34I0156

What is the nature of mathematical knowledge, as compared to knowledge of the natural world? What, if any, is the connection between the two? What role does mathematics play in empirical sciences such as physics? What role does philosophy play in clarifying the foundations of mathematics? Do abstract objects, such as numbers, exist? Is mathematics somehow true of our world, or is it merely an ingenious language devised by humans to address all sorts of problems?

In this class, we will address these questions and study how leading philosophers and mathematicians have attempted to answer them, giving special attention to the influential schools of logicism, formalism, and intuitionism.

No prior university-level mathematics or philosophy is presupposed, although both will be helpful. Since it offers a focal point for many issues raised in the class, I will give a self-contained introduction to set theory. I will presuppose the notation of first-order logic with quantifiers. If you ever took a logic class, you've seen this; if you haven't, don't worry: you'll quickly pick it up.

This course will be conducted entirely in English. I plan to be giving lectures throughout, even though there will be the possibility of giving presentations in case someone needs them to obtain credit.

Recommended Texts

Mandatory readings:

  • Stewart Shapiro. Thinking about Mathematics: The Philosophy of Mathematics. Oxford University Press (2000).
  • All (mandatory) reading materials are available through Moodle.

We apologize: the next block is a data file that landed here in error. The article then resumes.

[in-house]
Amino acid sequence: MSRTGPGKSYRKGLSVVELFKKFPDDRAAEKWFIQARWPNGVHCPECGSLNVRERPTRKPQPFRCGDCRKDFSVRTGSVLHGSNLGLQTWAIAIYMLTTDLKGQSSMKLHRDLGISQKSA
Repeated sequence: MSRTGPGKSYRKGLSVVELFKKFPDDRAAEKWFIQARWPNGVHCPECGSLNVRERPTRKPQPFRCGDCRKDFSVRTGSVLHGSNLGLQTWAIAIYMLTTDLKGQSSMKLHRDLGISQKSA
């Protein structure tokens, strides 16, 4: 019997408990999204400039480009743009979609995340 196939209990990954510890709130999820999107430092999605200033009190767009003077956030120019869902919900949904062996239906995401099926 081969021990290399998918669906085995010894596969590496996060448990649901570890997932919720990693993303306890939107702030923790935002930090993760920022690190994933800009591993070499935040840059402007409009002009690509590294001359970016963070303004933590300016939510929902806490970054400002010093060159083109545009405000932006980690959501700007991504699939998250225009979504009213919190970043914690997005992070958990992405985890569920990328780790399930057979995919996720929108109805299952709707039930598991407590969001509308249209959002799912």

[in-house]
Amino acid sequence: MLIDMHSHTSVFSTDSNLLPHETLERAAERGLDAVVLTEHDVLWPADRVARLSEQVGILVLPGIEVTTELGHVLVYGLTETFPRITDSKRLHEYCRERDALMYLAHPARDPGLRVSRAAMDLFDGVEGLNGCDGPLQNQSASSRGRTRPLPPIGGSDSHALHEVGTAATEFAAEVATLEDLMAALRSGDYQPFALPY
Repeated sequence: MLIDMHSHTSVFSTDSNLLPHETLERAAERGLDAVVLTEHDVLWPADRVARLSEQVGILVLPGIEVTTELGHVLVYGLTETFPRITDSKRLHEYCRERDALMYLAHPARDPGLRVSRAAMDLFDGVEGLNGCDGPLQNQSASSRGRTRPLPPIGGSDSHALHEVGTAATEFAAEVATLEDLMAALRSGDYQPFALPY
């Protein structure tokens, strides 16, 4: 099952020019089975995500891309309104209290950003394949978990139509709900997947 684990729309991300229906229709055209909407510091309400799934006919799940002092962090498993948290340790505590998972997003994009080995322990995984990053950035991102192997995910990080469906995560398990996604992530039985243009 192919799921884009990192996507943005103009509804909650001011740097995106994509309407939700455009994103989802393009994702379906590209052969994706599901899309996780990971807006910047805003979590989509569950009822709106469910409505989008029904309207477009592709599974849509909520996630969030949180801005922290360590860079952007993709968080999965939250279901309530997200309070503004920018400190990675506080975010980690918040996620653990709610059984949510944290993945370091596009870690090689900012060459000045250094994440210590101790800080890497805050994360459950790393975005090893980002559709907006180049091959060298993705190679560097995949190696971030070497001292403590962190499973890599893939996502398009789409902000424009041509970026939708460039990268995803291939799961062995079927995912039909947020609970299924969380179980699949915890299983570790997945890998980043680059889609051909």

Other excellent textbooks on the philosophy of mathematics include the following:

  • Mark Colyvan. An Introduction to the Philosophy of Mathematics. Cambridge University Press (2012).
  • Joel David Hamkins. Lectures on the Philosophy of Mathematics. MIT Press (2020).

Course Requirements

If this seminar is taken for credit, please let me know. For credit in philosophy you will have to fulfill requirements, depending on the module for which you are taking this course:

BA7, module 7:
- Evaluation: petit mémoire en philosophie dactylographié (30 à 40 pages, 60'000 à 80'000 signes, espaces non-compris) sur un sujet en relation avec un CR ou SE ou sur un sujet soumis et approuvé par un enseignant du Département de philosophie qui supervise le travail, et soutenance orale d’environ 30 minutes.
MA2, demi-module 2b:
- Attestation: travail écrit de 12 pages d'environ 24'000 signes; ou présentation orale et complément écrit.
- Evaluation: examen oral (env. 45 min.) portant sur le contenu du CR ou du SE et sur le travail du séminaire.
MA5, demi-module 5b:
- Attestation: travail écrit de 12 pages d'environ 24'000 signes; ou présentation orale et complément écrit.
- Evaluation: examen oral (env. 45 min.) portant sur le contenu du CR ou du SE et sur le travail du séminaire.

Contact me if you need credit in another programme.

Course Materials

Course materials such as lecture notes, handouts, etc will be made available as they will be used in class.

Schedule (Spring 2023)

This is the schedule for the seminar. It is subject to adjustment.

Date Topic Readings
23.02. Introduction Shapiro, Ch 1 and Ch 2
02.03. Set theory 1 Handout Set Theory
09.03. Set theory 2 *Bagaria (2019)
16.03. Set theory 3 *Irvine and Deutsch (2020)
23.03. Transfinite Mathematics Moore, Ch 10
30.03. Logicism Shapiro, Ch 5
06.04. Formalism Shapiro, Ch 6
13.04. No seminar (semaine de lecture)
20.04. Intuitionism Shapiro, Ch 7
27.04. Numbers exist Shapiro, Ch 8
04.05. Numbers don't exist Shapiro, Ch 9
11.05. Structuralism Shapiro, Ch 10
18.05 No seminar (Ascension Day)
25.05. Rapporteur session